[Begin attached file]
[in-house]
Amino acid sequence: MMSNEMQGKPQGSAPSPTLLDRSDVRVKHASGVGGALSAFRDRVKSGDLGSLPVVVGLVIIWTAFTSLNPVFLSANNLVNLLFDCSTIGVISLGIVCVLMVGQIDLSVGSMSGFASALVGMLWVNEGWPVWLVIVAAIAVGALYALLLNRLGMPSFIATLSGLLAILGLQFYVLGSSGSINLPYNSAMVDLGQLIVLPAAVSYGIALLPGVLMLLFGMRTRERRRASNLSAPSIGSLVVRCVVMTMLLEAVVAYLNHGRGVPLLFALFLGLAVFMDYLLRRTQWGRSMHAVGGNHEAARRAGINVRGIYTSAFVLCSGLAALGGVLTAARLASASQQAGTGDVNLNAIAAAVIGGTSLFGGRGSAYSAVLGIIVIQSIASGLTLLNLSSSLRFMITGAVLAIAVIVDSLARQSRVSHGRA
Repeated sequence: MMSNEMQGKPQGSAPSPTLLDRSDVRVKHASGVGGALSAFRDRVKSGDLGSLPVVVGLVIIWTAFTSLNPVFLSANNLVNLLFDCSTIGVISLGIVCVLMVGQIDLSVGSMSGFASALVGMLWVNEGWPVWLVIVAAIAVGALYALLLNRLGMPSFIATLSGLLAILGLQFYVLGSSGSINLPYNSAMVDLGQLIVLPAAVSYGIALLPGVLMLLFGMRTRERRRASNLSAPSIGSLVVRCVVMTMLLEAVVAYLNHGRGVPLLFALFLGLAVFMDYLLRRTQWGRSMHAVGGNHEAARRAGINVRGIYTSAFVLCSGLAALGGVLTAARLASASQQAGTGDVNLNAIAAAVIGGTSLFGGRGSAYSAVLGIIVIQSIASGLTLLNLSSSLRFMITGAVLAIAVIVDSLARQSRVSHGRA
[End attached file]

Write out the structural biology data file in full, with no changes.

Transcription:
[in-house]
Amino acid sequence: MMSNEMQGKPQGSAPSPTLLDRSDVRVKHASGVGGALSAFRDRVKSGDLGSLPVVVGLVIIWTAFTSLNPVFLSANNLVNLLFDCSTIGVISLGIVCVLMVGQIDLSVGSMSGFASALVGMLWVNEGWPVWLVIVAAIAVGALYALLLNRLGMPSFIATLSGLLAILGLQFYVLGSSGSINLPYNSAMVDLGQLIVLPAAVSYGIALLPGVLMLLFGMRTRERRRASNLSAPSIGSLVVRCVVMTMLLEAVVAYLNHGRGVPLLFALFLGLAVFMDYLLRRTQWGRSMHAVGGNHEAARRAGINVRGIYTSAFVLCSGLAALGGVLTAARLASASQQAGTGDVNLNAIAAAVIGGTSLFGGRGSAYSAVLGIIVIQSIASGLTLLNLSSSLRFMITGAVLAIAVIVDSLARQSRVSHGRA
Repeated sequence: MMSNEMQGKPQGSAPSPTLLDRSDVRVKHASGVGGALSAFRDRVKSGDLGSLPVVVGLVIIWTAFTSLNPVFLSANNLVNLLFDCSTIGVISLGIVCVLMVGQIDLSVGSMSGFASALVGMLWVNEGWPVWLVIVAAIAVGALYALLLNRLGMPSFIATLSGLLAILGLQFYVLGSSGSINLPYNSAMVDLGQLIVLPAAVSYGIALLPGVLMLLFGMRTRERRRASNLSAPSIGSLVVRCVVMTMLLEAVVAYLNHGRGVPLLFALFLGLAVFMDYLLRRTQWGRSMHAVGGNHEAARRAGINVRGIYTSAFVLCSGLAALGGVLTAARLASASQQAGTGDVNLNAIAAAVIGGTSLFGGRGSAYSAVLGIIVIQSIASGLTLLNLSSSLRFMITGAVLAIAVIVDSLARQSRVSHGRA